Suzanne Segerstrom Headshot

Suzanne Segerstrom, PhD

Suzanne Segerstrom’s research primarily addresses the influence of individual differences in personality, cognition, and emotion on psychological health and physiological functions. She is particularly interested in understanding how aspects of self-regulation, including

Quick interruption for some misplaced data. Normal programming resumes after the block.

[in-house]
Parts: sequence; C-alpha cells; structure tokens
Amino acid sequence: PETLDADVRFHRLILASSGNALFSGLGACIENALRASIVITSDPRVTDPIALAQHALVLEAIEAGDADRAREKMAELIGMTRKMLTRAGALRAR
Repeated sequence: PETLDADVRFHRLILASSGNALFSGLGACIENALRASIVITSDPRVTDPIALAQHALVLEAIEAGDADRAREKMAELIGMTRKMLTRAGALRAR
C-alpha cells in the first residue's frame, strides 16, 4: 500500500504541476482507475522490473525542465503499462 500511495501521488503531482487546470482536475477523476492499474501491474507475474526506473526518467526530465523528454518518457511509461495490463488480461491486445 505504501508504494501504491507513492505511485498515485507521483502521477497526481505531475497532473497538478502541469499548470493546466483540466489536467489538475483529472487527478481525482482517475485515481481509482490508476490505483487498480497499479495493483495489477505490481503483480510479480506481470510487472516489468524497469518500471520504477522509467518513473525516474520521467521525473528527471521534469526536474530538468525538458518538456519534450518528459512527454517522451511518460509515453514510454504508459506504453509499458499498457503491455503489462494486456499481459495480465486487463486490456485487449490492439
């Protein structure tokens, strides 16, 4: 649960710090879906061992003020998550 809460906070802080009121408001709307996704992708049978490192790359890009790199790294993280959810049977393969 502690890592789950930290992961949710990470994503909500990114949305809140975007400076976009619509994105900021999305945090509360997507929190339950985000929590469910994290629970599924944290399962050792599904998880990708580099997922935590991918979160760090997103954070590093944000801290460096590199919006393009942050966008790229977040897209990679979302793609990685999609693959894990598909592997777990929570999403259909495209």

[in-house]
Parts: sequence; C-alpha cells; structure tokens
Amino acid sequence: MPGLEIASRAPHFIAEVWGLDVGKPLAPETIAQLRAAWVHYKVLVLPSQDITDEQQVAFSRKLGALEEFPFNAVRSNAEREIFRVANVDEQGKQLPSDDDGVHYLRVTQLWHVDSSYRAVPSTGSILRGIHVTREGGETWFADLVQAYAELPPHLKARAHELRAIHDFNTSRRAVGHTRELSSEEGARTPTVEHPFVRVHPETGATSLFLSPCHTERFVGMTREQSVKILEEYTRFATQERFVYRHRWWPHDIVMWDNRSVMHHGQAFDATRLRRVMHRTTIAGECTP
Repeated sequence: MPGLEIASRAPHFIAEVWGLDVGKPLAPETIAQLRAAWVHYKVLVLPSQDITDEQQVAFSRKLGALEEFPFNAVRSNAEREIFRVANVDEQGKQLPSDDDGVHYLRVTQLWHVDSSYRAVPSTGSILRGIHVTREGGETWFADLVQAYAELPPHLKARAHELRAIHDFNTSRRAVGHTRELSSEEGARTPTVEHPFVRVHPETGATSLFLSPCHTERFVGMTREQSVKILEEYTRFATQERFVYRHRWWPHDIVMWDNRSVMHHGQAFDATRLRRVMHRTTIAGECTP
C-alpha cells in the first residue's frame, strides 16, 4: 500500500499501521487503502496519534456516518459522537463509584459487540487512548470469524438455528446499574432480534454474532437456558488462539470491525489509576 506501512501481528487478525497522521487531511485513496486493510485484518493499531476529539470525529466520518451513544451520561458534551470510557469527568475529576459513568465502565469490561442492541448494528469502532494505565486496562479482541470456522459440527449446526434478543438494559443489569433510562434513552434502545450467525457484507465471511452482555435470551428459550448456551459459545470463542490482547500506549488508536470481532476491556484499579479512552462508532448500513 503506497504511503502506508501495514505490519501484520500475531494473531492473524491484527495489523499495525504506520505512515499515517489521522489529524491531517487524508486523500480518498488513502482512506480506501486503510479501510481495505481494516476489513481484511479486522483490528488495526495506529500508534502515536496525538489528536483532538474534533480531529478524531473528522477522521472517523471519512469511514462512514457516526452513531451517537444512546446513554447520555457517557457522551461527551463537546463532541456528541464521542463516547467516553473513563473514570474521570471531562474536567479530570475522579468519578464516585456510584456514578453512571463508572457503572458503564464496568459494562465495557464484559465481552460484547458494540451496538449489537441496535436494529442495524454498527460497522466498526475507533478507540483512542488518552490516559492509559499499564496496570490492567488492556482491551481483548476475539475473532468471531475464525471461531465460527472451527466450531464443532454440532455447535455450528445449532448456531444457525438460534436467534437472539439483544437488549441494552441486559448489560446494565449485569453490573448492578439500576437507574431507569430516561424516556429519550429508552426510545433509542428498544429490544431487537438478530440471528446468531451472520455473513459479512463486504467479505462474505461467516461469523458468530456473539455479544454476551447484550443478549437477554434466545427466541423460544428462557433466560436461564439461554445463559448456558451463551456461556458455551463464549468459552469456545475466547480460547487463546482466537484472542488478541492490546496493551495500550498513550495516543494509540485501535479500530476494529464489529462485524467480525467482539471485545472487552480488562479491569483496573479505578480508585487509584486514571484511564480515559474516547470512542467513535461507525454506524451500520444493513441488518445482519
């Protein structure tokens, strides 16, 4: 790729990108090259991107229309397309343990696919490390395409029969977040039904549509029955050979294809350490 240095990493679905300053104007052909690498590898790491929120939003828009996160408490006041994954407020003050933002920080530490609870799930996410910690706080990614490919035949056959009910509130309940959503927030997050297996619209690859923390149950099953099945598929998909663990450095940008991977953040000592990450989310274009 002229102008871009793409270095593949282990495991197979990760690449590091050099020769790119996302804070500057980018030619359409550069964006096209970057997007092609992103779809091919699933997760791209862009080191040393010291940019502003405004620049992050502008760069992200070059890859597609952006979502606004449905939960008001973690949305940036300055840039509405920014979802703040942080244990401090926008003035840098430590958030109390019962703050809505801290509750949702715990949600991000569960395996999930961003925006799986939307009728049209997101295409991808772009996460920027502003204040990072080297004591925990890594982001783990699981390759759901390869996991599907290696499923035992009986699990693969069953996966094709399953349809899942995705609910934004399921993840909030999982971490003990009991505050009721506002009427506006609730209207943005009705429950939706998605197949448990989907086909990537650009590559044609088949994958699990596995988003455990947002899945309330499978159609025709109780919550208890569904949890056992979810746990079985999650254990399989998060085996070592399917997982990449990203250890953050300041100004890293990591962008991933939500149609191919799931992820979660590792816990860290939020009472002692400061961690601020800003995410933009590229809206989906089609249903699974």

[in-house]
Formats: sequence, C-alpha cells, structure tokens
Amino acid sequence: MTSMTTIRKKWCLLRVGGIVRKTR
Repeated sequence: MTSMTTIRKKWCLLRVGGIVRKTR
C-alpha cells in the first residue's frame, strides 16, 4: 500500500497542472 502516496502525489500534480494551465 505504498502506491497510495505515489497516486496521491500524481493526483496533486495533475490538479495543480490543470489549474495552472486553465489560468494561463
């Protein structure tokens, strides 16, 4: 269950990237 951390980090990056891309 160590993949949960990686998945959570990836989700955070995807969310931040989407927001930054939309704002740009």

personality, behavior, and executive cognitive function, affect well-being and health. She has worked on the questions of how personality factors (e.g., optimism) affect the way that people approach and pursue their goals, what the costs and benefits of goal pursuit are, and especially how acts of self-regulation affect cardiovascular, neuroendocrine, metabolic, and immune functions. She currently has several active studies funded by the National Institutes of Health (NIH). One study examines the health consequences of motivation and goal pursuit in older women in a longitudinal “burst” design. Another is a longitudinal study of the effects of self-regulation and especially self-regulatory capacity on psychological and physical health and physiology in older adults. In addition to funding from the NIH, Professor Segerstrom’s work has also been funded by the Norman Cousins Program and Dana Foundation. She has also been awarded the prestigious Templeton Positive Psychology Prize, in recognition of her work on optimism. Dr. Segerstrom is the past president of the American Psychosomatic Society.